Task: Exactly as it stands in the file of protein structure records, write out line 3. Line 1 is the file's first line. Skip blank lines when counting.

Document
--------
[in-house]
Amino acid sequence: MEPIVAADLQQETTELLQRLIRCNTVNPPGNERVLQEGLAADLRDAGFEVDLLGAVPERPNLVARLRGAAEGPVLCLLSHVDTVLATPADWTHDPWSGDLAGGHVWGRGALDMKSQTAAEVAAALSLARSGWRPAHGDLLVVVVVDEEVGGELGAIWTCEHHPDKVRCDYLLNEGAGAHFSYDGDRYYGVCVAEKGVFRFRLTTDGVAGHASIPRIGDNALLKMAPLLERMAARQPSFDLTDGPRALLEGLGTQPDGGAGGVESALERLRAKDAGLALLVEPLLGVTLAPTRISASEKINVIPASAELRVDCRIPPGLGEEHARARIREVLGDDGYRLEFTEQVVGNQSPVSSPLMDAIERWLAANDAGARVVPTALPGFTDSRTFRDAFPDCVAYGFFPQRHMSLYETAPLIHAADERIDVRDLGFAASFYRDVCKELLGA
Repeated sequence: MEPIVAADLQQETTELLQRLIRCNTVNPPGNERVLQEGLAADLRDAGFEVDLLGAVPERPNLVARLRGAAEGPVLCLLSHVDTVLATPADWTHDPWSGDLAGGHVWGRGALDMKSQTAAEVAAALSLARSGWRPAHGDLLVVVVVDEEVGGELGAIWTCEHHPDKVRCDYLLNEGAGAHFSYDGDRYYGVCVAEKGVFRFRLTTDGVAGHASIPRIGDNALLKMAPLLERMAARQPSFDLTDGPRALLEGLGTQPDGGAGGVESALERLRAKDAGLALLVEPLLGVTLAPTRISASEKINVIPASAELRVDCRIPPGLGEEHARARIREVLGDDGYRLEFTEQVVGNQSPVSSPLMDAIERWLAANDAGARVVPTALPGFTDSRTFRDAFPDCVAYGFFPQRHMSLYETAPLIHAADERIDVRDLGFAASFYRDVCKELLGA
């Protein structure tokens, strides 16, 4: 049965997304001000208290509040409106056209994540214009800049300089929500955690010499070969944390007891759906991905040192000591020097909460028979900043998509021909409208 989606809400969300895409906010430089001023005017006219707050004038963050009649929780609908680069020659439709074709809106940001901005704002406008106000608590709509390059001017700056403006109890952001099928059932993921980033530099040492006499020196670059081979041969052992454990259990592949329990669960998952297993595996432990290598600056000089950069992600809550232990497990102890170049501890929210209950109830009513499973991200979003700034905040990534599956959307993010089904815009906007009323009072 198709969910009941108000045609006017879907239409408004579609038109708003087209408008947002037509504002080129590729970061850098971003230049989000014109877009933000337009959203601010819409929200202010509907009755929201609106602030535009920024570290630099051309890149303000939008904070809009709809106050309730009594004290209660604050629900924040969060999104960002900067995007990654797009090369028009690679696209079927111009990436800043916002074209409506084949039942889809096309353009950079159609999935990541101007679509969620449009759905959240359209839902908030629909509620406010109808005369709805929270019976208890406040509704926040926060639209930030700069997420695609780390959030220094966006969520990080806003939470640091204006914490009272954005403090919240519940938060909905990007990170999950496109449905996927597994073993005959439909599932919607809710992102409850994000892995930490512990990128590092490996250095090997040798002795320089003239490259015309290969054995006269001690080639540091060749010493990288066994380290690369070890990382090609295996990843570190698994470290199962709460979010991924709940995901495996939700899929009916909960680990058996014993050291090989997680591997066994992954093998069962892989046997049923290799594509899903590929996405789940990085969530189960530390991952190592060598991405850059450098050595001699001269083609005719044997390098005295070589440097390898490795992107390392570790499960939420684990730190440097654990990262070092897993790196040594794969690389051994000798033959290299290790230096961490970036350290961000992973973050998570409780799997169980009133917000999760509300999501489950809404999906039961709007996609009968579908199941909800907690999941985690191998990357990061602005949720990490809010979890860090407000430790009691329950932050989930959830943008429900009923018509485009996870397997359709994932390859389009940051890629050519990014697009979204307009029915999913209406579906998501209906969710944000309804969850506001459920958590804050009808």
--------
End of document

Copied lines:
Repeated sequence: MEPIVAADLQQETTELLQRLIRCNTVNPPGNERVLQEGLAADLRDAGFEVDLLGAVPERPNLVARLRGAAEGPVLCLLSHVDTVLATPADWTHDPWSGDLAGGHVWGRGALDMKSQTAAEVAAALSLARSGWRPAHGDLLVVVVVDEEVGGELGAIWTCEHHPDKVRCDYLLNEGAGAHFSYDGDRYYGVCVAEKGVFRFRLTTDGVAGHASIPRIGDNALLKMAPLLERMAARQPSFDLTDGPRALLEGLGTQPDGGAGGVESALERLRAKDAGLALLVEPLLGVTLAPTRISASEKINVIPASAELRVDCRIPPGLGEEHARARIREVLGDDGYRLEFTEQVVGNQSPVSSPLMDAIERWLAANDAGARVVPTALPGFTDSRTFRDAFPDCVAYGFFPQRHMSLYETAPLIHAADERIDVRDLGFAASFYRDVCKELLGA